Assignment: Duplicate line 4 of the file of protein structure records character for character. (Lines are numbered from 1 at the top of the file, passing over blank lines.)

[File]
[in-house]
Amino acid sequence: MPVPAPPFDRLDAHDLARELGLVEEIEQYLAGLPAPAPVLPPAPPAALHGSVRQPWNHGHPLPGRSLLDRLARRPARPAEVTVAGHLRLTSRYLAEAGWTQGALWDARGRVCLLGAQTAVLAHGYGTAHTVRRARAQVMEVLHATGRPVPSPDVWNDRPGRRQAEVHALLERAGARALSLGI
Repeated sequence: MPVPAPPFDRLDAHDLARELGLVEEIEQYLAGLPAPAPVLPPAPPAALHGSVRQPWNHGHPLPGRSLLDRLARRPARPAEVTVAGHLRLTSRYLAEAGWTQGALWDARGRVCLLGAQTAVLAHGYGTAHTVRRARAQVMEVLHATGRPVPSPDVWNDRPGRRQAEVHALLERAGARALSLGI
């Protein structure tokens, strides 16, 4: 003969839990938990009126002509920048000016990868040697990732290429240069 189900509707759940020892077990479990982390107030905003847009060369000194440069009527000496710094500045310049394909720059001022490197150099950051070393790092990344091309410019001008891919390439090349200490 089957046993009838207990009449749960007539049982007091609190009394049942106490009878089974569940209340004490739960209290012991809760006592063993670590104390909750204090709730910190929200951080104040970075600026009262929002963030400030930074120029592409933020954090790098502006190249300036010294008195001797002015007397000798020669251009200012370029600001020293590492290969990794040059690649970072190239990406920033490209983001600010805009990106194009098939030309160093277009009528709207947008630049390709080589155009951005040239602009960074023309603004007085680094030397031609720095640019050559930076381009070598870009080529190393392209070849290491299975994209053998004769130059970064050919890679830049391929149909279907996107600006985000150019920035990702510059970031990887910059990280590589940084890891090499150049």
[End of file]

């Protein structure tokens, strides 16, 4: 003969839990938990009126002509920048000016990868040697990732290429240069 189900509707759940020892077990479990982390107030905003847009060369000194440069009527000496710094500045310049394909720059001022490197150099950051070393790092990344091309410019001008891919390439090349200490 089957046993009838207990009449749960007539049982007091609190009394049942106490009878089974569940209340004490739960209290012991809760006592063993670590104390909750204090709730910190929200951080104040970075600026009262929002963030400030930074120029592409933020954090790098502006190249300036010294008195001797002015007397000798020669251009200012370029600001020293590492290969990794040059690649970072190239990406920033490209983001600010805009990106194009098939030309160093277009009528709207947008630049390709080589155009951005040239602009960074023309603004007085680094030397031609720095640019050559930076381009070598870009080529190393392209070849290491299975994209053998004769130059970064050919890679830049391929149909279907996107600006985000150019920035990702510059970031990887910059990280590589940084890891090499150049």